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Tuesday, April 03, 2007

Hornberger addressing pro-war faction in Libertarian party

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Brian B.
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[Talk] Hornberger addressing pro-war faction in Libertarian party
One of our subscribers in LVOF, Dan Skinner, posted this to the group.
I think it extremely relevant given our recent discussions.
Brian Bustamante
The Critical Dilemma Facing Pro-War Libertarians
by Jacob G. Hornberger
The 9/11 attacks exposed a major fault line in the libertarian
movement. On one side of the divide were those libertarians who
contended that the 9/11 attacks were a direct consequence of U.S.
foreign policy — specifically the bad things that the federal
government had done to people overseas, especially in the Middle East.
Therefore, those libertarians argued, the only real long-term solution
to terrorism against the United States lay in reining in the federal
government's actions overseas, by such actions as bringing home U.S.
troops stationed overseas, dismantling the military-industrial complex,
abolishing the CIA, discontinuing foreign aid, ending U.S. invasions
and occupations, and prohibiting federal meddling in the affairs of
other nations.
On the other side of the divide were those libertarians who immediately
after the 9/11 attacks aligned themselves with conservatives. Viewing
the attacks as an act of war, they favored giving the president full
authority to wage the "global war on terror." This was no time to
analyze or discuss U.S. foreign policy, these libertarians said. This
was the time to hike military spending, take off the gloves, and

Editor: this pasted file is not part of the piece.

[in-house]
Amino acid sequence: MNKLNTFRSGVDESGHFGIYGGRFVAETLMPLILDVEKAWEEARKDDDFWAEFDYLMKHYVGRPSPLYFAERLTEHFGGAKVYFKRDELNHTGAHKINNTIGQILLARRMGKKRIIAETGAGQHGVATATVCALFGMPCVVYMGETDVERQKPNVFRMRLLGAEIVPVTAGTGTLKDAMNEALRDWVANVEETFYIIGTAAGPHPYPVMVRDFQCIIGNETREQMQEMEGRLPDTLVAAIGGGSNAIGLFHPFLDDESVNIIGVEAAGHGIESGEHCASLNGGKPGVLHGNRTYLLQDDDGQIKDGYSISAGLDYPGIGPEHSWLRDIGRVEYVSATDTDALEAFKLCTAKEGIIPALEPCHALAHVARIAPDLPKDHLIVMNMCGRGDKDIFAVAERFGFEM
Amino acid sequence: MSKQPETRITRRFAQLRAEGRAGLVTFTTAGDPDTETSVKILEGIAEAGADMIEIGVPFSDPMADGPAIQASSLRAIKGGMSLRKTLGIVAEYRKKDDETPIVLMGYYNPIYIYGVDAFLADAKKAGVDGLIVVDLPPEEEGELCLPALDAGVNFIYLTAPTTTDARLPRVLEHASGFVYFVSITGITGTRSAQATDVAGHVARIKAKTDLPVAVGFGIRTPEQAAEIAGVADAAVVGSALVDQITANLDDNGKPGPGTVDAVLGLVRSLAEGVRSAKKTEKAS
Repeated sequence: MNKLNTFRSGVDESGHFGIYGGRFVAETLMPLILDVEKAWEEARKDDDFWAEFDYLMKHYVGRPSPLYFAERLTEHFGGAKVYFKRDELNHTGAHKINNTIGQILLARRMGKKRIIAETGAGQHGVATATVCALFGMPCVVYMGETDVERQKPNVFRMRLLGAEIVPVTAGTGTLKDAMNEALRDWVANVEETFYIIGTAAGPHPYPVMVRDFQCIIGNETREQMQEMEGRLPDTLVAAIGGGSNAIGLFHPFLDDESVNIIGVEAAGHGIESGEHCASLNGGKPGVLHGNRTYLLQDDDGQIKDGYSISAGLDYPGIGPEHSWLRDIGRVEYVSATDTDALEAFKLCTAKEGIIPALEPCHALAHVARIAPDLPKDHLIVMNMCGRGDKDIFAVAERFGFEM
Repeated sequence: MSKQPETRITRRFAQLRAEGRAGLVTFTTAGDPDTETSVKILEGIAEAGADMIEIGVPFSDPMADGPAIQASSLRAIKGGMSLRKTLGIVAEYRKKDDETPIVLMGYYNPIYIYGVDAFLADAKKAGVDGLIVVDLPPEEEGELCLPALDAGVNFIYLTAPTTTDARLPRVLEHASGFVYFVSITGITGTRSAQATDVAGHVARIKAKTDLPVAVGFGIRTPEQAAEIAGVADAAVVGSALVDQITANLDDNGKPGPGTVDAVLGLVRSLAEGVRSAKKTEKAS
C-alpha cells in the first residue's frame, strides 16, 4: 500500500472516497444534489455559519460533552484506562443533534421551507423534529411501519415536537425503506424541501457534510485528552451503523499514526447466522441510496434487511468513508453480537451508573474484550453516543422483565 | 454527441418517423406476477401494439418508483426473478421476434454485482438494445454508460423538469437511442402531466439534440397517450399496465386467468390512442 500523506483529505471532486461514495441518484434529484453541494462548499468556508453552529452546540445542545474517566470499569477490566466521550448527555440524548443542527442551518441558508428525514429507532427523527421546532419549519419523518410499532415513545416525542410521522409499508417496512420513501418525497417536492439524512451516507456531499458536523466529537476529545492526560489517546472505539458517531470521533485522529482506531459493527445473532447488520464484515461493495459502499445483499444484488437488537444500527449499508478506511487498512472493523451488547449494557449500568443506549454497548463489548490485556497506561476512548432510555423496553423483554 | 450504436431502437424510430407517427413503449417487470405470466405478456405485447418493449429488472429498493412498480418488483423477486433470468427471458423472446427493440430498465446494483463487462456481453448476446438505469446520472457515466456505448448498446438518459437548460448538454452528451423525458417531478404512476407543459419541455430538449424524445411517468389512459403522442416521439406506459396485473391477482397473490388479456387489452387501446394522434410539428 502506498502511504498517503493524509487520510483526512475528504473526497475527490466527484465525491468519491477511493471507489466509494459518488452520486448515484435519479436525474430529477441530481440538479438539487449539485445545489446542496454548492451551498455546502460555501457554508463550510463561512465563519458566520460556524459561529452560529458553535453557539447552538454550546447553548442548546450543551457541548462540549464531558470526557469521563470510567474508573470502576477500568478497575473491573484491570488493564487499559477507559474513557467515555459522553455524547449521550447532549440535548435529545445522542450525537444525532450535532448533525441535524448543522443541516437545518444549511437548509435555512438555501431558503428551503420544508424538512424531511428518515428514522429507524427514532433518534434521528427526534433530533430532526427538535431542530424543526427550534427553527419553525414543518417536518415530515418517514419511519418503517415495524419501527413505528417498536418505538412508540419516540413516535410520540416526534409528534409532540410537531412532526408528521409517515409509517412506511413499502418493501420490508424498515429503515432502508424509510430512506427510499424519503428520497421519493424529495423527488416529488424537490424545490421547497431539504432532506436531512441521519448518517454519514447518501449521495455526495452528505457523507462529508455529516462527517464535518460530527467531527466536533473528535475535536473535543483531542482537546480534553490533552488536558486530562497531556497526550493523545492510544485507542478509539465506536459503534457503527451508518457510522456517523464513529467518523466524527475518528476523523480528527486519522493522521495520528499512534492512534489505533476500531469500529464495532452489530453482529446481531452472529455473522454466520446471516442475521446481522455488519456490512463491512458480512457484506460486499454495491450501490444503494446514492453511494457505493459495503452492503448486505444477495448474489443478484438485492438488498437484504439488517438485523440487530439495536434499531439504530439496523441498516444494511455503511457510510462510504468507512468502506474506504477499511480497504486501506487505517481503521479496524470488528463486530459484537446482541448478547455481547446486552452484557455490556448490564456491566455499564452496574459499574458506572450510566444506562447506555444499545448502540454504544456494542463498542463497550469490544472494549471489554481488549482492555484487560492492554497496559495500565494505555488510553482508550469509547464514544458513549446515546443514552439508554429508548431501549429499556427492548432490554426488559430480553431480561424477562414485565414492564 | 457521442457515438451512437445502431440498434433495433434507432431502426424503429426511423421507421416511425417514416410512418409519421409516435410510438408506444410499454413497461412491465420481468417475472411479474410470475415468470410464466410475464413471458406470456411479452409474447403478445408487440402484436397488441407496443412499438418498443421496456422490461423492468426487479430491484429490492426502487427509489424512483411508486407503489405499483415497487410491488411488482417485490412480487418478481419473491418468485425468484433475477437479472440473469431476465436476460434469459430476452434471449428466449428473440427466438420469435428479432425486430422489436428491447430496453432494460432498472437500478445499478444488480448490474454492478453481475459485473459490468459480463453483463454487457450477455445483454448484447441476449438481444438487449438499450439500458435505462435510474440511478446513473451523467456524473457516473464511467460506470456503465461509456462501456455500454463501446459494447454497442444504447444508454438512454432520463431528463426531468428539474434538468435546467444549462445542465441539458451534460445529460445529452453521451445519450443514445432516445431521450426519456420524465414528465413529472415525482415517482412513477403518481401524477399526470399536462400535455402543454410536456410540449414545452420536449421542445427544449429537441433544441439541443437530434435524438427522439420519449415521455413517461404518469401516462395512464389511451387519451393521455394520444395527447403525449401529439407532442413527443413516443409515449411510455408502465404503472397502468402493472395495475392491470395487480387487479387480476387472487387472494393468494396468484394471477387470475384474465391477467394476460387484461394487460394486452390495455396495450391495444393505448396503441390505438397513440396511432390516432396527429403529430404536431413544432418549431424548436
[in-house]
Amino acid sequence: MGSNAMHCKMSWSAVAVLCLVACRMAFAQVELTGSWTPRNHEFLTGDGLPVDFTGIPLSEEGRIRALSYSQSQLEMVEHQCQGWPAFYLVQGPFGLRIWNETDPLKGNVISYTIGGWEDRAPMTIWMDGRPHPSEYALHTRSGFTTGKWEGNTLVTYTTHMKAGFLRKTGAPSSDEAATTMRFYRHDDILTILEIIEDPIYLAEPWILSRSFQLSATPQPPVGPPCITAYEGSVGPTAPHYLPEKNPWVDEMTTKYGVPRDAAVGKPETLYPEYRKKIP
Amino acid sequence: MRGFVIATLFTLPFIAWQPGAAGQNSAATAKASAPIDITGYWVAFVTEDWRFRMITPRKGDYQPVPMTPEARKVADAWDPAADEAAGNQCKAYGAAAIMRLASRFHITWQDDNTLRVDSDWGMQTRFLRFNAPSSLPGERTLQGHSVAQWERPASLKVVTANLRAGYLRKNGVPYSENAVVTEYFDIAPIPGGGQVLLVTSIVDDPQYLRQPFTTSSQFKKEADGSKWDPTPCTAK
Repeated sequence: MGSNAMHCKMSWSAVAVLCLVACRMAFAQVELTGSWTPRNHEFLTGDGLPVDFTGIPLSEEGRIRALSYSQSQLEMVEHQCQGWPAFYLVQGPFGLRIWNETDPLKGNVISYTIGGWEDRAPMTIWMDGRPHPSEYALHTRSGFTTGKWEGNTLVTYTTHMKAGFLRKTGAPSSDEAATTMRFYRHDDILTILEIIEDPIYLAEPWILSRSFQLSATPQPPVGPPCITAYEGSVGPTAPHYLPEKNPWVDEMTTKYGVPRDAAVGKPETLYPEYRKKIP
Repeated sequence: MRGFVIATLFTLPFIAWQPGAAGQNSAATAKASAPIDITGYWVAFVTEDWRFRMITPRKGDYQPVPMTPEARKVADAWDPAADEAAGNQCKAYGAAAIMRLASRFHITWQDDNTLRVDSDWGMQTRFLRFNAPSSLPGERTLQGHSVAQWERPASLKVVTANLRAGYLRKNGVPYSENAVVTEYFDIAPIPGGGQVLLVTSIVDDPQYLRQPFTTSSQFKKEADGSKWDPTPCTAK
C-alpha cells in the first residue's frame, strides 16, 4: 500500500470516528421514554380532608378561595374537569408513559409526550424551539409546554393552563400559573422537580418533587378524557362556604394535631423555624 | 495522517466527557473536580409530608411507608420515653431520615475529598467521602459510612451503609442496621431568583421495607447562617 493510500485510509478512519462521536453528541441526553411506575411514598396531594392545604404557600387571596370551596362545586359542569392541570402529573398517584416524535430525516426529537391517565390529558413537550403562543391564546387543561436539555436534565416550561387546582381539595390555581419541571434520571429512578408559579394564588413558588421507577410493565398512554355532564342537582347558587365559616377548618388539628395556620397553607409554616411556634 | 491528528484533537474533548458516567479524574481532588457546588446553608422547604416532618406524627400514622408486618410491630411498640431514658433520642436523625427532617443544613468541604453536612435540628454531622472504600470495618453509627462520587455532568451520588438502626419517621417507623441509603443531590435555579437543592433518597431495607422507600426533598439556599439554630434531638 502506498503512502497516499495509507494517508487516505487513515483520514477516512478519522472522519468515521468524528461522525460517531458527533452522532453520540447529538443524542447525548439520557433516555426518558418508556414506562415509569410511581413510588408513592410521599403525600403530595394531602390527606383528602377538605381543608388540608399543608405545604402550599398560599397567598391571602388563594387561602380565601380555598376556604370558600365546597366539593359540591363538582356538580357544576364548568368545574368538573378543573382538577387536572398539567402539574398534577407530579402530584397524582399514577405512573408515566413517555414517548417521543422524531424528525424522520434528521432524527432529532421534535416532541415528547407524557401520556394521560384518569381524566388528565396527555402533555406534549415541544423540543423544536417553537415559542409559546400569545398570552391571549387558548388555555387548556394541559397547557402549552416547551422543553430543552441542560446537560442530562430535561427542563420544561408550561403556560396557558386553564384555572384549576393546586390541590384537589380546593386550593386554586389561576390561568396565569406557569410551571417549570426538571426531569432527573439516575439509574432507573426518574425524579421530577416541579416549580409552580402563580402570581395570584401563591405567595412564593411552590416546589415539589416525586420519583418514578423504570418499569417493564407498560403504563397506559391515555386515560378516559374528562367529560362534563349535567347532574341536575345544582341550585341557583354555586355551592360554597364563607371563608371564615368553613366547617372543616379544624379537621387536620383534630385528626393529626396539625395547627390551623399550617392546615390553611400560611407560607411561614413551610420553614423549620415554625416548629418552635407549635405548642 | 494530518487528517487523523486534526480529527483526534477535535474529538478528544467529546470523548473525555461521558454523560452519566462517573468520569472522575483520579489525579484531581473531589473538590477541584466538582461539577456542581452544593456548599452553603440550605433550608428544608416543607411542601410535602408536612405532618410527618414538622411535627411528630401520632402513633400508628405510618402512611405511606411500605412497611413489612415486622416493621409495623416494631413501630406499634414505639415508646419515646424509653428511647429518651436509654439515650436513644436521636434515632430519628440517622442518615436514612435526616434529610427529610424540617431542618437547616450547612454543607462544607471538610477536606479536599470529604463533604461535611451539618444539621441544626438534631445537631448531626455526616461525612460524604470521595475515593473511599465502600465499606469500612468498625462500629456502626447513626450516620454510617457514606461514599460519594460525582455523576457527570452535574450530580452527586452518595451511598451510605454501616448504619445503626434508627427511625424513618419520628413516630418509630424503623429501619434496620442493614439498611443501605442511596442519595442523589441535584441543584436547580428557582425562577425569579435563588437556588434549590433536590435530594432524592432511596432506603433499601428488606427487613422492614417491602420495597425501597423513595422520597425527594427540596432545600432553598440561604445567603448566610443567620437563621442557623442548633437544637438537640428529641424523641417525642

unleash the CIA and the U.S. military to fight an enemy — terrorism —
that arguably was more dangerous than the communist threat that America
faced during the Cold War.
Today, pro-war libertarians are faced with what is possibly the
greatest moral and philosophical dilemma of their lives.
No one can deny that we now live in a country in which the president,
on his own initiative, has the omnipotent power to send the nation into
war against any country on earth, especially given that the war on
terror extends all over the globe. The president, the CIA, and the
military have the power to take any suspected terrorist — foreigner or
American — into custody and torture, abuse, and execute him without due
process of law and trial by jury. The president and the NSA have the
power to wiretap telephones and monitor emails without a judicially
issued warrant. The president, the CIA, and the military have the power
to send missiles into cars and drop bombs into buildings anywhere in
the world, including right here in the United States, in their attempt
to win the war on terror. Indeed, the president wields the power to
ignore any constitutional or legislative restraints on his power as a
"wartime" commander in chief.
The critical importance of civil liberties has traditionally been a
blind spot for conservatives. Focusing their attention almost
exclusively on economic liberties — such as the minimum-wage law,
economic regulations, and excessive taxation — they have traditionally
denigrated the importance of civil liberties. Their long, brutal war on
drugs, for example, has always been accompanied by their mocking of